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PHRM 813: Aspects of Patient Care

Guide for Alexandra Herman's Aspects of Patient Care class. Follow the order of the pages to complete the class the week of March 30th & feel free to utilize afterwards as well.

Utilizing Databases

Now that I have my background information I want to find some more specifics. Articles are a great way to find information that narrows down the topic some. You can use databases to find articles, guidelines, drug information, and more. Remember the skills from Elements of a Search to help you search databases.

Databases to Consider

Check mark icon.Quick Tip: Just because a database might be more academic or scholarly doesn't mean it is immune to biases and isms.

Advancing Your Search: Filters

Many databases, like PubMed, have filters that let you narrow down even more - like by a person's age.

If you are in a resource like PubMed the filters will be on the left hand side of the page, just like in the catalog.

Screenshot of the PubMed filters with the age filter selected

Need more help with PubMed? See our PubMed Guide:

Advancing Your Search: More Terminology

That initial search we did was pretty simple, but it was a way to start without eliminating too many options. Searching is iterative. You might have to combine multiple searches in multiple databases (hint: this is why Saving & Keeping Track of Searches/Results is so important).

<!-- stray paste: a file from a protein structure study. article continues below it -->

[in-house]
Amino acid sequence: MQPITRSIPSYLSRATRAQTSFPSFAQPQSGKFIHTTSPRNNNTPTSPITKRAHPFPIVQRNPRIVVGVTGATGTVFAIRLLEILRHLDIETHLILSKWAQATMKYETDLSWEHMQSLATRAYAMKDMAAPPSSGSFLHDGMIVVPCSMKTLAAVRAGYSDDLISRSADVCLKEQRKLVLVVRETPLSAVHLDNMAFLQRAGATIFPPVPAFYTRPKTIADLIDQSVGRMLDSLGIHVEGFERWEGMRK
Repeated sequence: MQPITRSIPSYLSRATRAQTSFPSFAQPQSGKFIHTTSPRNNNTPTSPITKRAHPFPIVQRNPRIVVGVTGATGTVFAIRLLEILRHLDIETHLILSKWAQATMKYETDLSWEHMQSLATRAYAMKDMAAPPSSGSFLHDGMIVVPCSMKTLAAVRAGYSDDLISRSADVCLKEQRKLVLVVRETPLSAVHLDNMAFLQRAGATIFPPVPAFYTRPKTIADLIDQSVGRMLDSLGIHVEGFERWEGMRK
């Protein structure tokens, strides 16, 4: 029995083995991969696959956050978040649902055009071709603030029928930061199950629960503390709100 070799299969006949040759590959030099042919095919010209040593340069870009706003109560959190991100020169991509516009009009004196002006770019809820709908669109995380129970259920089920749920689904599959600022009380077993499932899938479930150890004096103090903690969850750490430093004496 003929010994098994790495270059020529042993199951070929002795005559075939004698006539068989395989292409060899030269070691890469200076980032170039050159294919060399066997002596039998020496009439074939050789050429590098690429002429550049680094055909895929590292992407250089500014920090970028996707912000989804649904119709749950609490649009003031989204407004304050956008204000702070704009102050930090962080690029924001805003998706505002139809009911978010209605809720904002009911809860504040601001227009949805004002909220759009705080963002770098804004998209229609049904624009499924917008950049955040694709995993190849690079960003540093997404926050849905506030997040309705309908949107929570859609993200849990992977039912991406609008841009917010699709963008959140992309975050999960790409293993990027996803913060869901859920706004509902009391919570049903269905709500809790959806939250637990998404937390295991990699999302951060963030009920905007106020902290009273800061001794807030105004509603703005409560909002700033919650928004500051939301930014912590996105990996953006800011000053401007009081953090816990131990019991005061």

Image with synonyms for anxiety being "general anxiety," "anxiety disorders," and "mental health"

To advance my search even more, I might want to think of alternative ways to phrase what I need. Looking at Subject Headings/Terms can be a great way to think of new ways to phrase what I need or even look for articles specifically about my topic. In PubMed subject headings are called Medical Subject Headings (MeSH).


  1. Using our topic, create a search and find a relevant and useful resource.
    • I am looking at the use of St. John’s Wort for treatment of anxiety in the African American community.
  2. Go to the Searching Activity, put your initials and the database you are going to search, and follow the prompts. You can chose to search PubMed, Medline Plus, or CINAHL. If you aren't familiar with a database this might be a good time to try it.

After Activity Discussion

Icon of conversation word bubbles, meant to convey

  • Different databases and resources are important when looking to see the whole picture. One tool won't cut it.
    • When researching a culture and a disorder that has traditionally had stigma attached to it and issues of different underrepresented groups not having equal representation in the medical field (and beyond) the field is more complex.
  • Patient/public resources like Medline Plus can be a good way to find common language and information that breaks down an issue whereas PubMed and CINAHL are more specifically academic/scholarly resources.
  • Resources that would give me drug information, like Drug Information Portal, Lexicomp, Natural Medicines, etc. will have quick information about the drug but won't have the contextual information I need.
  • What were your thoughts, experiences, and pros/cons?

Student Success & Engagement Librarian